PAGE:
What responsibility do commercial truck drivers have in icy road conditions?

By Michael Guajardo

The loss of life and catastrophic injuries from today’s 100+ vehicle collision during icy road conditions on I-35W in Fort Worth is a tragedy, and our thoughts and prayers go out to all involved. What makes the situation worse is knowing that the scope of the tragedy may have been preventable.

Driving on ice-covered roadways is always a dangerous scenario, especially for the average driver.  But truck drivers and other commercial motor vehicle operators are required to have extensive training and experience on what to do in conditions just like those in place on I-35W today.

Both the State of Texas and Federal Departments of Transportation have specific safety rules and regulations that govern the operation of commercial motor vehicles when hazardous conditions exist.  Section 392.14 for the Federal Motor Carrier Safety Regulations mandates that “Extreme caution in the operation of a commercial motor vehicle shall be exercised when hazardous conditions, such as those caused by snow, ice, sleet…adversely affect visibility or traction.  Speed shall be reduced when such conditions exist. If conditions become sufficiently dangerous, the operation of the commercial motor vehicle shall be discontinued and shall not be resumed until the commercial motor vehicle can be safely operated.”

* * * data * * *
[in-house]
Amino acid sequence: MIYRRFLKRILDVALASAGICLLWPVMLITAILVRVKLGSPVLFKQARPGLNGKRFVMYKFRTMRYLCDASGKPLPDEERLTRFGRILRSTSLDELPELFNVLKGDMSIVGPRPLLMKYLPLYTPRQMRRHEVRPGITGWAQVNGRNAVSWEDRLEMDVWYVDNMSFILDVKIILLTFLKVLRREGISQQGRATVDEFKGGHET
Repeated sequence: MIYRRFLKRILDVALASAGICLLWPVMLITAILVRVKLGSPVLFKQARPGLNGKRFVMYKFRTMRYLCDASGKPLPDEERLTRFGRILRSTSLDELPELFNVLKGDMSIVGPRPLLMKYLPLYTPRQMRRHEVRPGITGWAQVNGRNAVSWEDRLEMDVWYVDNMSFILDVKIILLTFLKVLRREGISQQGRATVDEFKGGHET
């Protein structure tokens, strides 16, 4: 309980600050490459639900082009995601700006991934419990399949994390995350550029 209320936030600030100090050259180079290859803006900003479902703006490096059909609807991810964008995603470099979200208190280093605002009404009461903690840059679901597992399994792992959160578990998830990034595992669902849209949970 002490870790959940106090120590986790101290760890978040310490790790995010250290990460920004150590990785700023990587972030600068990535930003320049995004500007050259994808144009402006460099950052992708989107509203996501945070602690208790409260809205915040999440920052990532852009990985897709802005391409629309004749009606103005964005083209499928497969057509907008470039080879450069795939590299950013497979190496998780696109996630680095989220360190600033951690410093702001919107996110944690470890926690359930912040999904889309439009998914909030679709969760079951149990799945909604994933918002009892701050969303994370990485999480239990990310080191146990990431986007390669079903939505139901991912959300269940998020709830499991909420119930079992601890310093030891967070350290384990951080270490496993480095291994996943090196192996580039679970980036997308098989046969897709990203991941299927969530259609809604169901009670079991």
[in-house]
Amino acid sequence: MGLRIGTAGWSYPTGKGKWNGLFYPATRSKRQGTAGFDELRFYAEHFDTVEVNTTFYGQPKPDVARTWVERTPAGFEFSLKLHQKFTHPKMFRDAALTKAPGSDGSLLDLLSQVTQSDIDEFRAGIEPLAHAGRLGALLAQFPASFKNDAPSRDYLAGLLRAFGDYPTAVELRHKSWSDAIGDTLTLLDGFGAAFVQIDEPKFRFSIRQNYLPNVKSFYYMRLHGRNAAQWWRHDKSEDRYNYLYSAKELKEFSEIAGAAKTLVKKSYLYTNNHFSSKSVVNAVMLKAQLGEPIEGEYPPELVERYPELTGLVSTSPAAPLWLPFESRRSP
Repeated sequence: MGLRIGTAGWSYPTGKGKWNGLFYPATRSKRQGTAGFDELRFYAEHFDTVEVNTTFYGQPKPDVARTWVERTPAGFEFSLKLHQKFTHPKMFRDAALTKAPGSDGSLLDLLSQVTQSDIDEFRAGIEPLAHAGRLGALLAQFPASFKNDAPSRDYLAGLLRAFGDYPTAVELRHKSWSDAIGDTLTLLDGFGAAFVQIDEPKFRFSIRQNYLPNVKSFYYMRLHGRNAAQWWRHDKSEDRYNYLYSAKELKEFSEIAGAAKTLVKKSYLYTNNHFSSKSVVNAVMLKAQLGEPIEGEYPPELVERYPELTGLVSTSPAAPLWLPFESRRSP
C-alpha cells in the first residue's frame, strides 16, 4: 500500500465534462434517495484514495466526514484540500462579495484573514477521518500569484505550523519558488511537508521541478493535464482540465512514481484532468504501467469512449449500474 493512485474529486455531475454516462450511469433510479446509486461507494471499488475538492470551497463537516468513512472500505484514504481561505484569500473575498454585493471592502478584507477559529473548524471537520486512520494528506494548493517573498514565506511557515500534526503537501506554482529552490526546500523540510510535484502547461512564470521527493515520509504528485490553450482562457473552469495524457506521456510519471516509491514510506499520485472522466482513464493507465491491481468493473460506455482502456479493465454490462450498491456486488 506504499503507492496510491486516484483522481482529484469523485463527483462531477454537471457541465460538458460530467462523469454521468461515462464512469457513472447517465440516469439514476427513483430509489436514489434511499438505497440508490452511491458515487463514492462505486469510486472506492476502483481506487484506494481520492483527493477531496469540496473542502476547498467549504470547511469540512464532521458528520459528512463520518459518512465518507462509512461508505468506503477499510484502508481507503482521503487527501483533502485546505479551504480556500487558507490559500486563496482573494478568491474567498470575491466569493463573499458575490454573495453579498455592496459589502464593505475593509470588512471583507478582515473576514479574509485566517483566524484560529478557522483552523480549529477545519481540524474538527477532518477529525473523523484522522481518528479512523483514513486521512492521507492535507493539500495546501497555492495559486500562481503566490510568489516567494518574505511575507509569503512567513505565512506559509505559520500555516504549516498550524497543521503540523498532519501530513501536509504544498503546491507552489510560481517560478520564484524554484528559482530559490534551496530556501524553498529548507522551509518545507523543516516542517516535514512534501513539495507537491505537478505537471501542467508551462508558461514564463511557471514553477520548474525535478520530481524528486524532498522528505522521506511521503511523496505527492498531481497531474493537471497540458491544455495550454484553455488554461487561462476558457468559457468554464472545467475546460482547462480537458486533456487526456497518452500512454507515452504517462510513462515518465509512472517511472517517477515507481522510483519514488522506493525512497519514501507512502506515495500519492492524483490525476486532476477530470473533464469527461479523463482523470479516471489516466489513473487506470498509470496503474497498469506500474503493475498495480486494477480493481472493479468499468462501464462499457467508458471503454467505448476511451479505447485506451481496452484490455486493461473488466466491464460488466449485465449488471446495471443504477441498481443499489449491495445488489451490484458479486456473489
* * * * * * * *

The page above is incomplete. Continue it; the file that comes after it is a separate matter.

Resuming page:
Under this federal safety regulation, all trucks and other commercial motor vehicles traveling down I-35W this morning should have been aware of the hazardous conditions.  Consequently, they were required to reduce their speed, and most likely, pull over and stop until the road conditions were safe to travel on.

As experienced, trained professional drivers, truckers are in a better position to know and appreciate the dangers of driving during hazardous road conditions.  More importantly, state and federal law requires them to know that, and instructs them how to deal with it so tragedies like this morning do not occur.